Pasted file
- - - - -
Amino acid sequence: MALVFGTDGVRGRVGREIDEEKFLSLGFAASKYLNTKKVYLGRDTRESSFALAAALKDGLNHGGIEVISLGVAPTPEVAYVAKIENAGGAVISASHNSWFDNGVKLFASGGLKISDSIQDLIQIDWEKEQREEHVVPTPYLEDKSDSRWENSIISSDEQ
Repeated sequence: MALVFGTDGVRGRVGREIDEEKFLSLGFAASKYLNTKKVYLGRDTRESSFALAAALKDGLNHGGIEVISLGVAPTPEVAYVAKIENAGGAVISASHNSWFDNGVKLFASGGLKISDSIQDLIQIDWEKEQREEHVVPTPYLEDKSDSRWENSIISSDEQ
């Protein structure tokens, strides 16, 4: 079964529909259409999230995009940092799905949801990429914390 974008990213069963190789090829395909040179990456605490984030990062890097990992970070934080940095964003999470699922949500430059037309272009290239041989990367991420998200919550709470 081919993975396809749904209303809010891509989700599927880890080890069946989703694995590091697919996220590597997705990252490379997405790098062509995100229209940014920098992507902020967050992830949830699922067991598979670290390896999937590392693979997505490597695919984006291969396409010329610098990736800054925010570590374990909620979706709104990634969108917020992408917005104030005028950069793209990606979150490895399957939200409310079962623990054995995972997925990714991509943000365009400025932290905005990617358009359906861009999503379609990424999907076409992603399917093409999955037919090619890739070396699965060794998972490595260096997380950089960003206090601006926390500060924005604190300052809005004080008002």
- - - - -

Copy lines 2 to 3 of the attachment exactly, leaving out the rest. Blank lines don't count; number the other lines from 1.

Repeated sequence: MALVFGTDGVRGRVGREIDEEKFLSLGFAASKYLNTKKVYLGRDTRESSFALAAALKDGLNHGGIEVISLGVAPTPEVAYVAKIENAGGAVISASHNSWFDNGVKLFASGGLKISDSIQDLIQIDWEKEQREEHVVPTPYLEDKSDSRWENSIISSDEQ
């Protein structure tokens, strides 16, 4: 079964529909259409999230995009940092799905949801990429914390 974008990213069963190789090829395909040179990456605490984030990062890097990992970070934080940095964003999470699922949500430059037309272009290239041989990367991420998200919550709470 081919993975396809749904209303809010891509989700599927880890080890069946989703694995590091697919996220590597997705990252490379997405790098062509995100229209940014920098992507902020967050992830949830699922067991598979670290390896999937590392693979997505490597695919984006291969396409010329610098990736800054925010570590374990909620979706709104990634969108917020992408917005104030005028950069793209990606979150490895399957939200409310079962623990054995995972997925990714991509943000365009400025932290905005990617358009359906861009999503379609990424999907076409992603399917093409999955037919090619890739070396699965060794998972490595260096997380950089960003206090601006926390500060924005604190300052809005004080008002």